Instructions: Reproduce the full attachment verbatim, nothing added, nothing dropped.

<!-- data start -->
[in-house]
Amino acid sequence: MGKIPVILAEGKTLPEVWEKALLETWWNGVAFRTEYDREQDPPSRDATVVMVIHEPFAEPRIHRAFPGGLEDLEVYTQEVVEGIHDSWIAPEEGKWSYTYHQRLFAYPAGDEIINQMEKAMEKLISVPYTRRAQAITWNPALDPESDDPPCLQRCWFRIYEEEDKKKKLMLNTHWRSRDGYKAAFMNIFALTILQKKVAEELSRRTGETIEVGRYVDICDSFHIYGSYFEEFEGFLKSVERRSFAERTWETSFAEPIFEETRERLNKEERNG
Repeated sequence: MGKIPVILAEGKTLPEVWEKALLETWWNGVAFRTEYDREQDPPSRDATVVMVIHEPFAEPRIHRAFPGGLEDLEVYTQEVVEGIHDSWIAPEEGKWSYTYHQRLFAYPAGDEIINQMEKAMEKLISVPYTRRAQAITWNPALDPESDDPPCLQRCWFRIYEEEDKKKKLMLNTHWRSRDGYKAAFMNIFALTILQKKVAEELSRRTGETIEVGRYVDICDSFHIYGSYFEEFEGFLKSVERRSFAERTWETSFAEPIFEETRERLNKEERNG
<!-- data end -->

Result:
[in-house]
Amino acid sequence: MGKIPVILAEGKTLPEVWEKALLETWWNGVAFRTEYDREQDPPSRDATVVMVIHEPFAEPRIHRAFPGGLEDLEVYTQEVVEGIHDSWIAPEEGKWSYTYHQRLFAYPAGDEIINQMEKAMEKLISVPYTRRAQAITWNPALDPESDDPPCLQRCWFRIYEEEDKKKKLMLNTHWRSRDGYKAAFMNIFALTILQKKVAEELSRRTGETIEVGRYVDICDSFHIYGSYFEEFEGFLKSVERRSFAERTWETSFAEPIFEETRERLNKEERNG
Repeated sequence: MGKIPVILAEGKTLPEVWEKALLETWWNGVAFRTEYDREQDPPSRDATVVMVIHEPFAEPRIHRAFPGGLEDLEVYTQEVVEGIHDSWIAPEEGKWSYTYHQRLFAYPAGDEIINQMEKAMEKLISVPYTRRAQAITWNPALDPESDDPPCLQRCWFRIYEEEDKKKKLMLNTHWRSRDGYKAAFMNIFALTILQKKVAEELSRRTGETIEVGRYVDICDSFHIYGSYFEEFEGFLKSVERRSFAERTWETSFAEPIFEETRERLNKEERNG